Samsung confirms it is working on a smartwatch to compete with Apple iWatch
Samsung has confirmed that it will also launch its own smartwatch, although no time frame or features are known at the moment.
Many big brand companies have already entered or will enter the smartwatch market as the smartphone market becomes more and more saturated. Smartphone market growth, according to analysts from Bloomberg, will slow to 9.8 percent in 2017 from this year’s 27 percent.
(An artist's concept of Samsung's upcoming smartwatch.)
“We’ve been preparing the watch product for so long,” said Lee Young Hee, an executive for Samsung’s mobile division. “We are working very hard to get ready for it. We are preparing products for the future, and the watch is definitely one of them.”
Apple, although unconfirmed, is working on an iWatch—we’re supposing that’s what it’s going to be dubbed considering past product naming schemes—with a supposed 100—member strong team to R&D the next-gen wearable smartphone replacement.
(Apple is big on minimalist designs, so how plain will the iWatch look?)
Sony and even a few startups like Pebble have already released smartwatches or prototypes of a smart wrist wear. However, their functionalities may not match up to future Apple and Samsung watch products. Speculations suggest that both the consumer tech giants are working on making all smartphone features available in smartwatches. So not only will people be able to use their watches for time management, but also do other things like make phone calls and browse the web.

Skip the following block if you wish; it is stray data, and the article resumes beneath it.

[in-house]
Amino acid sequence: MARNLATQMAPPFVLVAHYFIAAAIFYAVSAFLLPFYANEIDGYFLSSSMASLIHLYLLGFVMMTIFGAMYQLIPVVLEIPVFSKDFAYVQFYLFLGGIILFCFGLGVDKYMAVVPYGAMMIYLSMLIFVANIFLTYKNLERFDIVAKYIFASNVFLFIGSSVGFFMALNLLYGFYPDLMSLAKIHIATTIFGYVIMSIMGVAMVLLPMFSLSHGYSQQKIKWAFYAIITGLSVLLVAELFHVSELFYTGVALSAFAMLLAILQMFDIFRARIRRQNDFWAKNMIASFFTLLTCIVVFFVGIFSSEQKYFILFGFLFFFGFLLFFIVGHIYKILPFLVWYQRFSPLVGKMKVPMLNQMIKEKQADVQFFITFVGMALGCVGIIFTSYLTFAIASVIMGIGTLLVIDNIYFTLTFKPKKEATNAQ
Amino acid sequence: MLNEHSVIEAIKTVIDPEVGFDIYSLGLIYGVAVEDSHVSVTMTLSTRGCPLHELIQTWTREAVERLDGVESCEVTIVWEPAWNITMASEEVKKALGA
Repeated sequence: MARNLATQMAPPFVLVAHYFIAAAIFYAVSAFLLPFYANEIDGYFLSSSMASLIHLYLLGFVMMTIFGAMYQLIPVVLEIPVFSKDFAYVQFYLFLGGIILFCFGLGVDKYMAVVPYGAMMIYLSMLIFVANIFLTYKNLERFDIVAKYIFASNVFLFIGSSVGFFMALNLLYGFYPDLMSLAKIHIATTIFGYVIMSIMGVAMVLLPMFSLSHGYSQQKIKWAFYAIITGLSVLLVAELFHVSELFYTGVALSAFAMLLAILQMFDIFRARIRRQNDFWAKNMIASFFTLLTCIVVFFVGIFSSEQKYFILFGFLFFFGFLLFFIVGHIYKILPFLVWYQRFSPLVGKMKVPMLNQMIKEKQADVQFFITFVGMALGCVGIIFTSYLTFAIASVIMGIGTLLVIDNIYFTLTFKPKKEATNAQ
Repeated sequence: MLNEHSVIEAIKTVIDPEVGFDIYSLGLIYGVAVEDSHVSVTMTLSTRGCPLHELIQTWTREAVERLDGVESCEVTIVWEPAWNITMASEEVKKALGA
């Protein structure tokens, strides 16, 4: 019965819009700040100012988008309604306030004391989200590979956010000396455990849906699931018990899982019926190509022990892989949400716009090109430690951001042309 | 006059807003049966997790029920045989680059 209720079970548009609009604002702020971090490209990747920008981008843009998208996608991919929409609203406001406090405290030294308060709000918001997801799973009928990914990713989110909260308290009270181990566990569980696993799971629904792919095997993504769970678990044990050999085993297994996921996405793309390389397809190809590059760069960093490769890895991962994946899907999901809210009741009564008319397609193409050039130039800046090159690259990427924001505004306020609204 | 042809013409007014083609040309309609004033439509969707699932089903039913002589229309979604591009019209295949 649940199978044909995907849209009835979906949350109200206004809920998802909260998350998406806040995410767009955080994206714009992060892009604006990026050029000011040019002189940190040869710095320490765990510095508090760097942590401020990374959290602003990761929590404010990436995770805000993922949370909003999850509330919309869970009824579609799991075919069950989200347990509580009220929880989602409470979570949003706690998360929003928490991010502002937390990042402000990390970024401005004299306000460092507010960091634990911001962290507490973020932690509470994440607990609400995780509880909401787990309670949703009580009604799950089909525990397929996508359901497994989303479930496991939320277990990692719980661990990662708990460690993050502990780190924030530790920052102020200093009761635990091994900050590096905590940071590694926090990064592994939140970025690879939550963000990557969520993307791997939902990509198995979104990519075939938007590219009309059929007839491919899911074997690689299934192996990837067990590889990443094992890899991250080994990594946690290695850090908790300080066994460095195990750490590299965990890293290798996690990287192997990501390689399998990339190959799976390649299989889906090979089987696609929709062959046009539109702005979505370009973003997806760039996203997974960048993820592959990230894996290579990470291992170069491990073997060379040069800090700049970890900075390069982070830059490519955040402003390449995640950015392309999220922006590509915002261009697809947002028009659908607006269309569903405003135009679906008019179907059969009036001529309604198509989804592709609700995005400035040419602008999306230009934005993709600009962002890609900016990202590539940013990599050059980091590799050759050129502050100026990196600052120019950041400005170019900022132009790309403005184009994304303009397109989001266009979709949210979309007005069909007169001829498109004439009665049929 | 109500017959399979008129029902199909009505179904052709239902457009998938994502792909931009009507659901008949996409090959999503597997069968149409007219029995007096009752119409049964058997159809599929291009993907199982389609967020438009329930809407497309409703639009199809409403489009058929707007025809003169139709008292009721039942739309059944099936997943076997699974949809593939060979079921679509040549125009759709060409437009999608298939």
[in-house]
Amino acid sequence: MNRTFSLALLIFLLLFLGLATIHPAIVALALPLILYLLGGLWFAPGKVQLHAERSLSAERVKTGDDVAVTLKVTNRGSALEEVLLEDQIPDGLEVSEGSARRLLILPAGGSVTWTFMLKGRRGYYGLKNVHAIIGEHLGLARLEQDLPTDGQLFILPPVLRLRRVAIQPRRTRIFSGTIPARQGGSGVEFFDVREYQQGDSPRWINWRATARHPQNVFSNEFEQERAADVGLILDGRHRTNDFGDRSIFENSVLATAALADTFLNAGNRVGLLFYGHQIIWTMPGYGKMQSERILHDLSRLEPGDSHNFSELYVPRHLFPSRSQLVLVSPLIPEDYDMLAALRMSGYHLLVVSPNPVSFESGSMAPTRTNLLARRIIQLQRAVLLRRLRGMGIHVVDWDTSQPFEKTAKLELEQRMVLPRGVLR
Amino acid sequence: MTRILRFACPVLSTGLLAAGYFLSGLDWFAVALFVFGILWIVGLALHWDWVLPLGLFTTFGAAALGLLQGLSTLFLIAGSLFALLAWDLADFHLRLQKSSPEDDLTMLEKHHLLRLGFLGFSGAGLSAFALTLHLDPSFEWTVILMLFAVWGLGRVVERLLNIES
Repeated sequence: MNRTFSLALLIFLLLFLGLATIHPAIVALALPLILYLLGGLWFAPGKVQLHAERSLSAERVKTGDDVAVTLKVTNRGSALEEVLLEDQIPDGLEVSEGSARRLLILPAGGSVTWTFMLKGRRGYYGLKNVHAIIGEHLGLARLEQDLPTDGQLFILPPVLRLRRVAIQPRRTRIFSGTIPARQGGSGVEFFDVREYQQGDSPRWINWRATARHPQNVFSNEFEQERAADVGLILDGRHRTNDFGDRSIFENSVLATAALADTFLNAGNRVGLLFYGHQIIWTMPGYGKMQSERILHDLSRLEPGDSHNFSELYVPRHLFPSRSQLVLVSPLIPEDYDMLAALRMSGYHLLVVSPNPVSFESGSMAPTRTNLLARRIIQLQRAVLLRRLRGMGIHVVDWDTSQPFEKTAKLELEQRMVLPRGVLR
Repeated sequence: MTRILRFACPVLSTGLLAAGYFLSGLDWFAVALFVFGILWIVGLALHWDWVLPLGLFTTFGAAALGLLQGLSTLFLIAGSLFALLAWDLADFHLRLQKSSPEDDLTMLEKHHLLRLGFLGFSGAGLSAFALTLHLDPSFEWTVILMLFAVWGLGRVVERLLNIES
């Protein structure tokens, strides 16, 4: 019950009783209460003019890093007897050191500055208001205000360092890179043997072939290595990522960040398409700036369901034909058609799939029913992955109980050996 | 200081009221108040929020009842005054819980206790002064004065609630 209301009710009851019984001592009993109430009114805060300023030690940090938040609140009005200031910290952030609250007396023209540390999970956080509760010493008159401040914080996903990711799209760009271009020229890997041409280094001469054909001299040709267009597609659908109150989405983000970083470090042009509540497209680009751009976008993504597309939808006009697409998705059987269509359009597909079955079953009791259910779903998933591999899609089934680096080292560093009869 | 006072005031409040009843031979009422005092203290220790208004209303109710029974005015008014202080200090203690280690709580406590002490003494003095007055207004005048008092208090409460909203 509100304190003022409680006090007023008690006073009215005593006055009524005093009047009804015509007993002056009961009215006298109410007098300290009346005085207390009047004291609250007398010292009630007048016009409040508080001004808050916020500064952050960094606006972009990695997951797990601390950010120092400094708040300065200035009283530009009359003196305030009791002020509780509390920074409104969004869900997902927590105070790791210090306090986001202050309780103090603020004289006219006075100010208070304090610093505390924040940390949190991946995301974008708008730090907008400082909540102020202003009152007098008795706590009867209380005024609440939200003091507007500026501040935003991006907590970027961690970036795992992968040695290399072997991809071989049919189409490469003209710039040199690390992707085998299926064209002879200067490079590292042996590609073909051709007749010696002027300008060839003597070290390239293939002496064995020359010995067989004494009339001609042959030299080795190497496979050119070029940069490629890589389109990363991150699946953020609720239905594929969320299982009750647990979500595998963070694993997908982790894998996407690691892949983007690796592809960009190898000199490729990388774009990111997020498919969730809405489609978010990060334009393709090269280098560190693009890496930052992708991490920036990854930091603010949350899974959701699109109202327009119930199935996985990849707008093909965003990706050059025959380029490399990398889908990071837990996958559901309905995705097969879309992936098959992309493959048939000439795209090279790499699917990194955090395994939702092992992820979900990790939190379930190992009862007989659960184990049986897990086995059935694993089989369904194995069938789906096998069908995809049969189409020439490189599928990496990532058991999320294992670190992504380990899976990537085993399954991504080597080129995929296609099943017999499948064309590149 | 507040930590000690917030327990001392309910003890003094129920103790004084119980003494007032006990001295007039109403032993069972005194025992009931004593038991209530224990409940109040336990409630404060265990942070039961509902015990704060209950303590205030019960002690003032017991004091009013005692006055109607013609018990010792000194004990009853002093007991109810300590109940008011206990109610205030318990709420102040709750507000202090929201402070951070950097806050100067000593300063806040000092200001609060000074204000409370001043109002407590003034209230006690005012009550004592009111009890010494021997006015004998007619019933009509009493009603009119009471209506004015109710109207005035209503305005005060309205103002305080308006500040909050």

(Sony already has smartwatches on the market.)
Rumors about Apple’s iWatch are hinting that the Cupertino, California-based company is seriously looking at using curved displays. Samsung has already shown off its flexible OLED display tech at various tech trade shows in recent years, so there will be no doubt that Samsung will launch a smartwatch that fits the contours of people’s wrist.
Industry specialists say that the watch industry will generate more than $60 billion in sales this year, and the emergence of smartwatches will increase that number. Not only are people expecting the watch industry to bloom in the near future, some are even suggesting that other sectors—especially those within the fashion market—will merge with these tech conglomerates to form a monstrous entity that will engulf all aspects of people’s lives.
Samsung wants Apple to price its smartwatch product competitively to allow other firms to enter the ecosystem. If Apple’s past product pricings is of any indication, the iWatch might also be a high profit margin product, reserved for well-to-do individuals and premium markets.